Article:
4 Pots of money that you didn’t know you had

Today’s money-saving (or should that be money-finding?) blog post is an interesting one and it’s a topic that I’ve only just started to research. I wanted to share what I’ve learnt with you so far just in case there are some pots of cash out there that you never knew you had. Wouldn’t that be nice, eh? Actually, I bet you do have some hidden funds, you just need to know where to look for them..!

1.Overpaid utility bills

If you’re been paying by direct debit for your bills, it’s likely that you’ve been making over payments. While it’s a good idea to pay a little more in summer to account for extra energy use in the winter, you could still be sitting on a bigger-than-neccessary stash of cash in your gas or electricity account. If you provide your supplier with an up-to-date meter reading, they’ll be able to tell you how much you’re in credit by. It can easily add up to a decent sum over the course of a year, so there might be a pile of cash with your name on it.

You can therefore ask to reduce your monthly direct debit payment for a few months – keeping the money in your bank account and using up the credit you’ve accrued. Or you could ask for your money back. This is especially true if you’ve moved house and closed an account with your old supplier – if there’s credit sitting in that account, it’s yours!

2. A childhood bank account

Did you have one of those Post Office savings accounts when you were little? I know I had one of those little paper account books until I was about 20 years old! If so, you might still have some savings stashed away in your childhood account. Or perhaps your parents set up a fund for your birthday money when you were little and forgot to give you access to it when you became an adult. Or maybe you took out an ISA when they were introduced back in 1999 and you thought you were going to save sensibly for the first time. Even if you didn’t put anything else in that account, you will have needed to put some money in there to open the ISA in the first place. The key here is to look back at all your previous bank accounts and double-check for lost cash!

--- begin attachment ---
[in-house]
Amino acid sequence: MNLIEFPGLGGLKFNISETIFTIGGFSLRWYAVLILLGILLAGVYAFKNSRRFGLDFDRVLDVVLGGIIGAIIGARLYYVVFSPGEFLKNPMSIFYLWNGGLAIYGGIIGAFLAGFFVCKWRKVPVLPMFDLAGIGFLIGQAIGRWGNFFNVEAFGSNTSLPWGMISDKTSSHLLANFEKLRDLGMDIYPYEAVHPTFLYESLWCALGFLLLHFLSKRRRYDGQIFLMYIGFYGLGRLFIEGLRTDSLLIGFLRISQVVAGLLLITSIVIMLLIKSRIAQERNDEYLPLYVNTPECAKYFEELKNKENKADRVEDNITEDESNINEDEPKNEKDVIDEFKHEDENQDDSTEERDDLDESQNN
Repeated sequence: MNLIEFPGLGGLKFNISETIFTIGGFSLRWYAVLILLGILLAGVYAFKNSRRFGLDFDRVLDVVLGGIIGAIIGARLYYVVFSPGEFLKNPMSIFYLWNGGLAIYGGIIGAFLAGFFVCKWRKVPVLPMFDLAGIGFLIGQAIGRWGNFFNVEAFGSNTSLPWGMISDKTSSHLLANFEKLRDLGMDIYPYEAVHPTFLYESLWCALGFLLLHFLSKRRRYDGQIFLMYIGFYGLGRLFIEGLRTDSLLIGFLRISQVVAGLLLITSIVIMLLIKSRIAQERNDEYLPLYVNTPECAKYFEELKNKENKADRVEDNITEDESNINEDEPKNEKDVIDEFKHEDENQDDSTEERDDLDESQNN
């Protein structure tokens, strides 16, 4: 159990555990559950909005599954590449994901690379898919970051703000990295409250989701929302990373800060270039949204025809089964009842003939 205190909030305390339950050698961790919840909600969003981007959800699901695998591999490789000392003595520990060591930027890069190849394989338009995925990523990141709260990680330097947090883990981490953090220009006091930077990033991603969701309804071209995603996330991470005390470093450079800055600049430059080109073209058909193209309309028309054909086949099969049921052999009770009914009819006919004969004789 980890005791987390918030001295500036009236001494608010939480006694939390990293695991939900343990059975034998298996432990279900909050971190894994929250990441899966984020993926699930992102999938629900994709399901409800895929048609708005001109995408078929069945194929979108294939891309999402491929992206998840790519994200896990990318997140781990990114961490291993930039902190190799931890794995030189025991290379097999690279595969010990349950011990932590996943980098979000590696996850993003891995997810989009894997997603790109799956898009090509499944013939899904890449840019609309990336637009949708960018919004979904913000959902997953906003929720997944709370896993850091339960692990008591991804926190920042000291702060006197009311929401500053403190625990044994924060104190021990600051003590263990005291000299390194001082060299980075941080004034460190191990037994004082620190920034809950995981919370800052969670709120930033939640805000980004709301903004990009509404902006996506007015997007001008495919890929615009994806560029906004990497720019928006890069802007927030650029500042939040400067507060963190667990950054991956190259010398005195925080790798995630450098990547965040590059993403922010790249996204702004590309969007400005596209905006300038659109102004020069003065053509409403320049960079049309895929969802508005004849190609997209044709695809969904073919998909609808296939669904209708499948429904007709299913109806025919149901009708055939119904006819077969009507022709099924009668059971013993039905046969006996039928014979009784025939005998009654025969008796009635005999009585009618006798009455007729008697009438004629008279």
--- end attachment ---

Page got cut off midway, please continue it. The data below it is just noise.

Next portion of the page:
3. Insurances you never used

Yes, the dreaded question of PPI raises its head again. If you’ve had a cash loan, or bought a car on hire purchase, used a credit or store card, or even had an overdraft, it’s possible that you could be one of those people who are claiming back plenty of cash in the form of a Payment Protection Insurance refund. There’s a PPI deadline coming up on 29th August 2019. Sure it seems like a long way away, but after this date there’s no chance that you’ll be able to get a refund so if you’re going to look into it, now’s the time to start.

4. Payslip deductions

Finally, but no less importantly, is the subject of pensions. If you’ve paid into a pension scheme in a previous job, even if you don’t work there any more that money is still yours. Any change of career or employer could result in little pots of money that might otherwise become lost. You can keep track of your pensions with the Pension Tracing Service. If you were paying into a pension before 2015 but spent less than two years at the job, you could get a refund of the pension contributions you made. Or at the very least, you’ll know where all your pensions are held and can feel reassured by the pot you’ve built up for your retirement.

I hope these suggestions have helped you to realise that you might have a little more cash floating around than you thought! Sure, it might take a bit of admin to find these pots of money, but if they’re yours why wouldn’t you want to know about them?! Let me know if you can think of any other places you might have ‘lost’ money (did you check the sofa?) in the comments below 🙂

This article is a sponsored collaboration. The pink links in the content indicate a sponsored link or information source. The blog post reflects my own experience and the sponsor hasn’t had any control over my content 🙂

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Cassie is a freelance writer with a Masters degree in Lifestyle Promotion Studies and is trained in Personal Money Management. She loves to ‘get the look for less’ so regularly shares thrifty-living advice, DIY interior design ideas and low-cost recipes on her blog.

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